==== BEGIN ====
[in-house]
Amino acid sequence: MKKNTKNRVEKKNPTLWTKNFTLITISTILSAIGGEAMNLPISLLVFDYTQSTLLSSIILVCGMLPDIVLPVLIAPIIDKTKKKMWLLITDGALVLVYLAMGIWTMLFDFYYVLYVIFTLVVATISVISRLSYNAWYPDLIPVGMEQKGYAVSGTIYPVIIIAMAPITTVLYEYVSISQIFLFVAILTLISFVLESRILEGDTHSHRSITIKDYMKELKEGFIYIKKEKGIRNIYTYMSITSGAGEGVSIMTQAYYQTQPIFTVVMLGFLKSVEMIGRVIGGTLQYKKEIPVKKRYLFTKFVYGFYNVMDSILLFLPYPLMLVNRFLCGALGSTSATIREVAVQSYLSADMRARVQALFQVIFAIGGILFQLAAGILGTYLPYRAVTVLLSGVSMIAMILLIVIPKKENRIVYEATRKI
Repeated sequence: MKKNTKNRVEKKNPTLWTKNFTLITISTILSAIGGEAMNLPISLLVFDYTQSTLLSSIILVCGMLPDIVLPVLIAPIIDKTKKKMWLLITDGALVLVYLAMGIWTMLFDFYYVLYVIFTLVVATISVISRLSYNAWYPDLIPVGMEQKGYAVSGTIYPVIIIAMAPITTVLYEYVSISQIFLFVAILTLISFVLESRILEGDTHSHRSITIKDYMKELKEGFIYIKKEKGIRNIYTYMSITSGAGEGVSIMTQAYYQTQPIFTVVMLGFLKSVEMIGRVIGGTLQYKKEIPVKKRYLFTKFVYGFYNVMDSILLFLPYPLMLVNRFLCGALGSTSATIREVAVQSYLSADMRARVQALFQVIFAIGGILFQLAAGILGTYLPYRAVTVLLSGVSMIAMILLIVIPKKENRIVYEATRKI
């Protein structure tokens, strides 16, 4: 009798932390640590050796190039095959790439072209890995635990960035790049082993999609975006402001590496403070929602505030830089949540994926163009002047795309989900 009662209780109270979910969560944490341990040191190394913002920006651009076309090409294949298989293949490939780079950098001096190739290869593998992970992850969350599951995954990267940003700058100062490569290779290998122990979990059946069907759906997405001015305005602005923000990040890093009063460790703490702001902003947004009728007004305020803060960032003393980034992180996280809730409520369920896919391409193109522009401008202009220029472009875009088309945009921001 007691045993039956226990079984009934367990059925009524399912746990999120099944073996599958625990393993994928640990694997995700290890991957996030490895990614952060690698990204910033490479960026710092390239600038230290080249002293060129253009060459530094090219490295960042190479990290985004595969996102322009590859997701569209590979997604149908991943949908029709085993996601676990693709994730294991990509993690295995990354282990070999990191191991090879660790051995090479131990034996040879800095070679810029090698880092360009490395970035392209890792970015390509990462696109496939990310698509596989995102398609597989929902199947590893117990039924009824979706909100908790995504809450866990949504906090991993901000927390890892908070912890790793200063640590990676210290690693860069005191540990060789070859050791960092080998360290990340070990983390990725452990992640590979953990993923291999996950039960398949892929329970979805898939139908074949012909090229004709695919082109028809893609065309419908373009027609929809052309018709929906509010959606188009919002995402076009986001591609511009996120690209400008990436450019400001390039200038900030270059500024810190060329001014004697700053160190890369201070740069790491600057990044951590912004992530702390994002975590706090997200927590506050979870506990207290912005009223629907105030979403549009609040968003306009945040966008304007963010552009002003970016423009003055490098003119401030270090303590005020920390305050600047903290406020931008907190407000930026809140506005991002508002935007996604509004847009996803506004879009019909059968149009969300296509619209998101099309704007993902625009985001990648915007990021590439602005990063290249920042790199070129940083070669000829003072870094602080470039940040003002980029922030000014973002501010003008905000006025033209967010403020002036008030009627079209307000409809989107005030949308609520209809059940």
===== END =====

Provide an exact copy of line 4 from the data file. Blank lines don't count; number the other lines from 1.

């Protein structure tokens, strides 16, 4: 009798932390640590050796190039095959790439072209890995635990960035790049082993999609975006402001590496403070929602505030830089949540994926163009002047795309989900 009662209780109270979910969560944490341990040191190394913002920006651009076309090409294949298989293949490939780079950098001096190739290869593998992970992850969350599951995954990267940003700058100062490569290779290998122990979990059946069907759906997405001015305005602005923000990040890093009063460790703490702001902003947004009728007004305020803060960032003393980034992180996280809730409520369920896919391409193109522009401008202009220029472009875009088309945009921001 007691045993039956226990079984009934367990059925009524399912746990999120099944073996599958625990393993994928640990694997995700290890991957996030490895990614952060690698990204910033490479960026710092390239600038230290080249002293060129253009060459530094090219490295960042190479990290985004595969996102322009590859997701569209590979997604149908991943949908029709085993996601676990693709994730294991990509993690295995990354282990070999990191191991090879660790051995090479131990034996040879800095070679810029090698880092360009490395970035392209890792970015390509990462696109496939990310698509596989995102398609597989929902199947590893117990039924009824979706909100908790995504809450866990949504906090991993901000927390890892908070912890790793200063640590990676210290690693860069005191540990060789070859050791960092080998360290990340070990983390990725452990992640590979953990993923291999996950039960398949892929329970979805898939139908074949012909090229004709695919082109028809893609065309419908373009027609929809052309018709929906509010959606188009919002995402076009986001591609511009996120690209400008990436450019400001390039200038900030270059500024810190060329001014004697700053160190890369201070740069790491600057990044951590912004992530702390994002975590706090997200927590506050979870506990207290912005009223629907105030979403549009609040968003306009945040966008304007963010552009002003970016423009003055490098003119401030270090303590005020920390305050600047903290406020931008907190407000930026809140506005991002508002935007996604509004847009996803506004879009019909059968149009969300296509619209998101099309704007993902625009985001990648915007990021590439602005990063290249920042790199070129940083070669000829003072870094602080470039940040003002980029922030000014973002501010003008905000006025033209967010403020002036008030009627079209307000409809989107005030949308609520209809059940």